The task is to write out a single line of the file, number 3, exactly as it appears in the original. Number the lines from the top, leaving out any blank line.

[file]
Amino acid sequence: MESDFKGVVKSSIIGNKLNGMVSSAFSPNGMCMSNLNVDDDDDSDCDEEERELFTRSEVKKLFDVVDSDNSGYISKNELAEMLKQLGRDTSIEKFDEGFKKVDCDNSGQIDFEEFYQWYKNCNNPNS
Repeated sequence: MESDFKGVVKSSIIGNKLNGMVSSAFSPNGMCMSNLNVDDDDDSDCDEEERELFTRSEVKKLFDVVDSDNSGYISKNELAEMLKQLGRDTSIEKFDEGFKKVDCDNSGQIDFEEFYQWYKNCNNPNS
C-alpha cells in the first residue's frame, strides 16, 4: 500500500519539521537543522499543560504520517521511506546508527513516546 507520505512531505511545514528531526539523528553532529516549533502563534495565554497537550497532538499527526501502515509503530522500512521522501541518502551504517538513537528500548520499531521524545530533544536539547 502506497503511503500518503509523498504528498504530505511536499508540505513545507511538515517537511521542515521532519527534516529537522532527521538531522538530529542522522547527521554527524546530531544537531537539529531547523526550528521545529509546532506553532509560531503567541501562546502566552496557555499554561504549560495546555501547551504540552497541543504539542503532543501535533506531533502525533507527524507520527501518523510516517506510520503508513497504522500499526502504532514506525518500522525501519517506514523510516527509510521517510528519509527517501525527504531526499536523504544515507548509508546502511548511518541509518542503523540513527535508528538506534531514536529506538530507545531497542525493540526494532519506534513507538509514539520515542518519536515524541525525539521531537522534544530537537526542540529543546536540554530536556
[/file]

C-alpha cells in the first residue's frame, strides 16, 4: 500500500519539521537543522499543560504520517521511506546508527513516546 507520505512531505511545514528531526539523528553532529516549533502563534495565554497537550497532538499527526501502515509503530522500512521522501541518502551504517538513537528500548520499531521524545530533544536539547 502506497503511503500518503509523498504528498504530505511536499508540505513545507511538515517537511521542515521532519527534516529537522532527521538531522538530529542522522547527521554527524546530531544537531537539529531547523526550528521545529509546532506553532509560531503567541501562546502566552496557555499554561504549560495546555501547551504540552497541543504539542503532543501535533506531533502525533507527524507520527501518523510516517506510520503508513497504522500499526502504532514506525518500522525501519517506514523510516527509510521517510528519509527517501525527504531526499536523504544515507548509508546502511548511518541509518542503523540513527535508528538506534531514536529506538530507545531497542525493540526494532519506534513507538509514539520515542518519536515524541525525539521531537522534544530537537526542540529543546536540554530536556